Fruit - avocados, oranges, apples, kiwi fruit, papaya, bananas, grapes,
melon...despite the misgivings of our stomach we stuffed ourselves
silly. Oranges are the best tasting things in the world. So we sat at
one end of the galley like a gaggle of monkeys, stuffing our faces,
juice running down our chins, oblivious to the huge change in our world
for all was good!

The Saturday night opening party was quite interesting. There were very
few summer people there, but the winterovers truly made it their own. A
lot of folks who had been mostly restrained all season decided to let
their hair down on this evening. There was merriment and more. In a
pleasant surprise, the drunken members of Al Dente managed to get
together for a last performance, though we hadn't planned it. The crowd
loved it, and once we had got through a dozen songs (the ones we could
remember the words and chords to) they demanded more. So we tried the
ones we didn't quite remember the words and chords to. All I know is we
played 'One Way or Another' in four separate keys, and I sang the first
verse to 'Play that Funky Music' four times over cause I couldn't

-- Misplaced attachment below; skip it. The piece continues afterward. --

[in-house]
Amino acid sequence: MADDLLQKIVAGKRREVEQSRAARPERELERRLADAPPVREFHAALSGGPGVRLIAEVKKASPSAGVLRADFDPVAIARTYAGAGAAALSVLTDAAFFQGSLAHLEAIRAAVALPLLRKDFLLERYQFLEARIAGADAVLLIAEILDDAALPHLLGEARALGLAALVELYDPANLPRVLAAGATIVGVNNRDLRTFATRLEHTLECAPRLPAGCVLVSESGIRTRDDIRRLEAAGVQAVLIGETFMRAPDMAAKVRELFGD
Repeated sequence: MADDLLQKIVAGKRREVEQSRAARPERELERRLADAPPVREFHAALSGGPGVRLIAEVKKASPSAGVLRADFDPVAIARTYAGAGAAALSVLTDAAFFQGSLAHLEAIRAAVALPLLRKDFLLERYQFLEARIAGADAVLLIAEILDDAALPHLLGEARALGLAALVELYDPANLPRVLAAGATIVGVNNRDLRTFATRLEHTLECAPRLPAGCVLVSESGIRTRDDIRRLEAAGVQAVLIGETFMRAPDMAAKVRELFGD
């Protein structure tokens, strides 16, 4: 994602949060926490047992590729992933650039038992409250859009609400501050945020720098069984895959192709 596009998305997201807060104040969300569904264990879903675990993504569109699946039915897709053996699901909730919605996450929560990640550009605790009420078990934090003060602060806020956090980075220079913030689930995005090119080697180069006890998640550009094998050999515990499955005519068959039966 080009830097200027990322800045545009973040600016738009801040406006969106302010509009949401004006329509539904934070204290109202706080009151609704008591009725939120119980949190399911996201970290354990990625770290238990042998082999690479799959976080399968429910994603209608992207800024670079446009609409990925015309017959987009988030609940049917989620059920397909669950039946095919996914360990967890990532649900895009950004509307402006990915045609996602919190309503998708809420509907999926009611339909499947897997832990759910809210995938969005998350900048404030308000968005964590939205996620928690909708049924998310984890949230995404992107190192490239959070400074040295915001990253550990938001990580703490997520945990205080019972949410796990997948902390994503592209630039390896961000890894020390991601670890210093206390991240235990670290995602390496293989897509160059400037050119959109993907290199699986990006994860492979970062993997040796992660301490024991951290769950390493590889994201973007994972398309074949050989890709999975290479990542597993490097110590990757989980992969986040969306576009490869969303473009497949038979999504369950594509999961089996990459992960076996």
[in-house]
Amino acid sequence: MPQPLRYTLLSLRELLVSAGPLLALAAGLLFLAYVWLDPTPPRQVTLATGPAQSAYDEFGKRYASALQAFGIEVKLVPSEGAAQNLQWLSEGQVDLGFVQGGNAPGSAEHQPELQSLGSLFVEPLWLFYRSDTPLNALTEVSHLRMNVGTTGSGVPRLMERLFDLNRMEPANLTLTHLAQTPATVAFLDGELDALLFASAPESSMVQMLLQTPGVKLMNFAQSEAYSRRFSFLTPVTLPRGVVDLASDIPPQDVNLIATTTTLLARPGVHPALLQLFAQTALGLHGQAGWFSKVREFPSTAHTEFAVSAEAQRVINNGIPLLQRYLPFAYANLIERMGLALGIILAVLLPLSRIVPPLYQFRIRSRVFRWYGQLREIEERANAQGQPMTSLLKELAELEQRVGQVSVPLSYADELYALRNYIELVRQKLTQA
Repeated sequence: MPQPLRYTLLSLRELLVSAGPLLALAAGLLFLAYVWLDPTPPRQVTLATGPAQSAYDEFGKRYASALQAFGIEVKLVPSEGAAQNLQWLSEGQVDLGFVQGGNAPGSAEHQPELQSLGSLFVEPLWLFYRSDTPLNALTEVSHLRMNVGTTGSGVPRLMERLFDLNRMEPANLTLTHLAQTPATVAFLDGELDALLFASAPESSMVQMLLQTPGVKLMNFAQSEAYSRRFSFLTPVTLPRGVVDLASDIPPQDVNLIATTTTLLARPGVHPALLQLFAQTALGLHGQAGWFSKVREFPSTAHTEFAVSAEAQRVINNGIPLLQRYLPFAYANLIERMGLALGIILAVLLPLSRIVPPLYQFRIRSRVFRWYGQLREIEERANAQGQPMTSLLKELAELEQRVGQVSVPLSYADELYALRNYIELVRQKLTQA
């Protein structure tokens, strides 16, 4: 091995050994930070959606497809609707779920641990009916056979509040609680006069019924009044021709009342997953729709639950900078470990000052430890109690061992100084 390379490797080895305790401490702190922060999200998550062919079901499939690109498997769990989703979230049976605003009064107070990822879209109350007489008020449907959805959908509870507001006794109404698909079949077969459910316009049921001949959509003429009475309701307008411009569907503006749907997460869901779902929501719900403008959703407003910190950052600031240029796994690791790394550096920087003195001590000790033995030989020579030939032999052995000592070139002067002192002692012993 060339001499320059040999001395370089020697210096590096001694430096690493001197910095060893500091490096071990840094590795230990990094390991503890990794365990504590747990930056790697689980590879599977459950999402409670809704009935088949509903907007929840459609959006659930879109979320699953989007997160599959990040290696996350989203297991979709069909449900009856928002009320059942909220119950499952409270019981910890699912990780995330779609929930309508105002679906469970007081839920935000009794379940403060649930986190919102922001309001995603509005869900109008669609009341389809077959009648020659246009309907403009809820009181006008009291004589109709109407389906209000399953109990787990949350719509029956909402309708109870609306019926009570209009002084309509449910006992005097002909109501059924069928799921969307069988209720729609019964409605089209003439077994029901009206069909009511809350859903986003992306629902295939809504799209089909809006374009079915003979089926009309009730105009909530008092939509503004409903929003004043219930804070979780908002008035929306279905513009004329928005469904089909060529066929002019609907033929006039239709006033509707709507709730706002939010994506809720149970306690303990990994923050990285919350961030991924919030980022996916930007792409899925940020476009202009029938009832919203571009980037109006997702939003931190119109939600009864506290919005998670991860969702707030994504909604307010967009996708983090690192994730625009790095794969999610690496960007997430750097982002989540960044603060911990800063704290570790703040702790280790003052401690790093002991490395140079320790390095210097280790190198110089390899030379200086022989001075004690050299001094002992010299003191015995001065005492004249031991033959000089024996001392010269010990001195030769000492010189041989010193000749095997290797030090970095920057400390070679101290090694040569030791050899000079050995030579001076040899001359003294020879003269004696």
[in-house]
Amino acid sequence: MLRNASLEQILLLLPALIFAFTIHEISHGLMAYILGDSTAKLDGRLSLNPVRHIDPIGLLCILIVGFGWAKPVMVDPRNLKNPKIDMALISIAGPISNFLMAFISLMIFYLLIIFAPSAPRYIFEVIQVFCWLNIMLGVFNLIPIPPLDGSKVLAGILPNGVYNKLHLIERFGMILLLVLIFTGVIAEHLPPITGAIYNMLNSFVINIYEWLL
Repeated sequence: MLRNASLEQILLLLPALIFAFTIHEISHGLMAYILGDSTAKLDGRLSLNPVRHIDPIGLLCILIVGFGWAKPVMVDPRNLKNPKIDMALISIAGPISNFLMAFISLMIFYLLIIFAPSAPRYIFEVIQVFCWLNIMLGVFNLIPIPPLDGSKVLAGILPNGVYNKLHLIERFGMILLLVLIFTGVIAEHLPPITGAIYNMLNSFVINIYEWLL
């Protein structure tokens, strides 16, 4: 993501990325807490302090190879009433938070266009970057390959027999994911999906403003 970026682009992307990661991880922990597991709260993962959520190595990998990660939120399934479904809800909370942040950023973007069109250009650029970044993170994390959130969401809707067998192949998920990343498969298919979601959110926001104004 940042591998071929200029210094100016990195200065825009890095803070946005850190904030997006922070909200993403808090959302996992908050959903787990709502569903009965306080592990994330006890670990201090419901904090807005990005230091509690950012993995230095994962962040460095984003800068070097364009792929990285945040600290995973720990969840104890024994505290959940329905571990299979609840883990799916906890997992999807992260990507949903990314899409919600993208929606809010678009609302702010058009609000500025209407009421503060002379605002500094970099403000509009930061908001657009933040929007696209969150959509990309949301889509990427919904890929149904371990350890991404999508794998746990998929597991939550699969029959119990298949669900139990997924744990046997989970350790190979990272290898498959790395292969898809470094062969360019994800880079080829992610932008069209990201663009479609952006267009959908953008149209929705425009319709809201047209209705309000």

remember the other verses. No one noticed.

During the middle of the set,
Steffen, our drummer, looks over and sees that someone is asleep on the
couch and using his carhart overalls as a pillow. Unable to do anything
but play (and bless 'im, he didn't miss a beat) he had no choice but to
watch helplessly as the fella vomits all over his carharts and then goes
back to sleep on them! Poor Steffen was particularly distraught as he
had to put the overalls back on to get back to station. Watching his
mincing run back from summer camp, trying desperately not to let the
overalls touch his legs, was a highlight of the night.

We have had strangely clear, cold weather since the storm. For over a
week now, it has been clear, relatively still and has sat within a
degree of -50C without fail. There is a problem with this. This year the
Air Guard, who flies in the hercs, has set a hard limit of -50C as being
the lowest temp allowable for the planes to land. At opening, two planes
got in before it descended below this. The third plane circled and then
left. On Monday all flights were cancelled due to the cold. Tuesday was
the first flight when thirty winterovers were meant to leave. The plane
got to pole 3 - the marker indicating they are about fifteen minutes
from landing, and circled. The temperature was -50.7C. At -50.5C it is
rounded 'up' to -50 and they can land. The bastards circled for an hour
and a half and then left, all because of 0.2C!!! There were some